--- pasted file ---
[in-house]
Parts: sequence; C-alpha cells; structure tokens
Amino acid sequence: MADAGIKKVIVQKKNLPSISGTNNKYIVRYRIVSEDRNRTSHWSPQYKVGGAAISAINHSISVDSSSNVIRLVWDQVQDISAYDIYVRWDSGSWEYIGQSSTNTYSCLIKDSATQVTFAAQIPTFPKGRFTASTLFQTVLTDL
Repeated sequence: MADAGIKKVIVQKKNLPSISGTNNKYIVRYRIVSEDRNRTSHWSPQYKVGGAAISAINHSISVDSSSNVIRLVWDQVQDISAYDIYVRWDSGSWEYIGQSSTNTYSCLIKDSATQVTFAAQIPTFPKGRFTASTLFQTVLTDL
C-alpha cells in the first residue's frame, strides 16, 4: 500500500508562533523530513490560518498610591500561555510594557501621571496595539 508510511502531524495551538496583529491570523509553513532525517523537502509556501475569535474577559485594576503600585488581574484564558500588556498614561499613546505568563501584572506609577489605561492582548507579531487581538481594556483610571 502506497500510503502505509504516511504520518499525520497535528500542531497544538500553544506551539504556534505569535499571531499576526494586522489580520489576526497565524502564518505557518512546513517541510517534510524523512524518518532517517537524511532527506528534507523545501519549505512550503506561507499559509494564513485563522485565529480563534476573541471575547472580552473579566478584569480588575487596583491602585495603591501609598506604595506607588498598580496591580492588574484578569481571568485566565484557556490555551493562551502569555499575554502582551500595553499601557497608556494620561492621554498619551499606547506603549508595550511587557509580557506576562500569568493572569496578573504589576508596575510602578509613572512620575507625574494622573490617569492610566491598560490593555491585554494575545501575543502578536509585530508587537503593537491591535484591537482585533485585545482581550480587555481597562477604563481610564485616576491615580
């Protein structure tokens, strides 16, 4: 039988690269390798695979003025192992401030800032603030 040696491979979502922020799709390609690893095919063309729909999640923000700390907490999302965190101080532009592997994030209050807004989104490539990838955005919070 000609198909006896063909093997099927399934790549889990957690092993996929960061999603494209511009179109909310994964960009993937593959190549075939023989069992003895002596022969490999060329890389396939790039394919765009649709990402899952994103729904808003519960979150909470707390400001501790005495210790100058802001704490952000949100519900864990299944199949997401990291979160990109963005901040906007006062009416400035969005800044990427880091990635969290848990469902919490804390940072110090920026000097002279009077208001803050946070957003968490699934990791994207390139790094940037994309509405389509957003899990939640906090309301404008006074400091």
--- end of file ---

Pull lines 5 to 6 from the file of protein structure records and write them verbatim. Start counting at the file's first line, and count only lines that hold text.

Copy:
C-alpha cells in the first residue's frame, strides 16, 4: 500500500508562533523530513490560518498610591500561555510594557501621571496595539 508510511502531524495551538496583529491570523509553513532525517523537502509556501475569535474577559485594576503600585488581574484564558500588556498614561499613546505568563501584572506609577489605561492582548507579531487581538481594556483610571 502506497500510503502505509504516511504520518499525520497535528500542531497544538500553544506551539504556534505569535499571531499576526494586522489580520489576526497565524502564518505557518512546513517541510517534510524523512524518518532517517537524511532527506528534507523545501519549505512550503506561507499559509494564513485563522485565529480563534476573541471575547472580552473579566478584569480588575487596583491602585495603591501609598506604595506607588498598580496591580492588574484578569481571568485566565484557556490555551493562551502569555499575554502582551500595553499601557497608556494620561492621554498619551499606547506603549508595550511587557509580557506576562500569568493572569496578573504589576508596575510602578509613572512620575507625574494622573490617569492610566491598560490593555491585554494575545501575543502578536509585530508587537503593537491591535484591537482585533485585545482581550480587555481597562477604563481610564485616576491615580
């Protein structure tokens, strides 16, 4: 039988690269390798695979003025192992401030800032603030 040696491979979502922020799709390609690893095919063309729909999640923000700390907490999302965190101080532009592997994030209050807004989104490539990838955005919070 000609198909006896063909093997099927399934790549889990957690092993996929960061999603494209511009179109909310994964960009993937593959190549075939023989069992003895002596022969490999060329890389396939790039394919765009649709990402899952994103729904808003519960979150909470707390400001501790005495210790100058802001704490952000949100519900864990299944199949997401990291979160990109963005901040906007006062009416400035969005800044990427880091990635969290848990469902919490804390940072110090920026000097002279009077208001803050946070957003968490699934990791994207390139790094940037994309509405389509957003899990939640906090309301404008006074400091």